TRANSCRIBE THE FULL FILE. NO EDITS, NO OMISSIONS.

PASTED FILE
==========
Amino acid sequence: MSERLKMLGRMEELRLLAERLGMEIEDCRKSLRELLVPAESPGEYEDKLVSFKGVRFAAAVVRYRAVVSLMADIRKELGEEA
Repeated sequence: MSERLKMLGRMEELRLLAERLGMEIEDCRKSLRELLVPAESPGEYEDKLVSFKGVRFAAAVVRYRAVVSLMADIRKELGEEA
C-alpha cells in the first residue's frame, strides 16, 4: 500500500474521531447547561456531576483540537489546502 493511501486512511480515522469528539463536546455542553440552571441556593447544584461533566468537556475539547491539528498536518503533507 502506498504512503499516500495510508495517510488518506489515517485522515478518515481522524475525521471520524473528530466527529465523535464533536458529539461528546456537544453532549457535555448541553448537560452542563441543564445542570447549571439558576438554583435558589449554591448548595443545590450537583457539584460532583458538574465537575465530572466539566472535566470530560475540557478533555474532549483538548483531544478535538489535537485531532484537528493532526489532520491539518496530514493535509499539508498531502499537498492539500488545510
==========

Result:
Amino acid sequence: MSERLKMLGRMEELRLLAERLGMEIEDCRKSLRELLVPAESPGEYEDKLVSFKGVRFAAAVVRYRAVVSLMADIRKELGEEA
Repeated sequence: MSERLKMLGRMEELRLLAERLGMEIEDCRKSLRELLVPAESPGEYEDKLVSFKGVRFAAAVVRYRAVVSLMADIRKELGEEA
C-alpha cells in the first residue's frame, strides 16, 4: 500500500474521531447547561456531576483540537489546502 493511501486512511480515522469528539463536546455542553440552571441556593447544584461533566468537556475539547491539528498536518503533507 502506498504512503499516500495510508495517510488518506489515517485522515478518515481522524475525521471520524473528530466527529465523535464533536458529539461528546456537544453532549457535555448541553448537560452542563441543564445542570447549571439558576438554583435558589449554591448548595443545590450537583457539584460532583458538574465537575465530572466539566472535566470530560475540557478533555474532549483538548483531544478535538489535537485531532484537528493532526489532520491539518496530514493535509499539508498531502499537498492539500488545510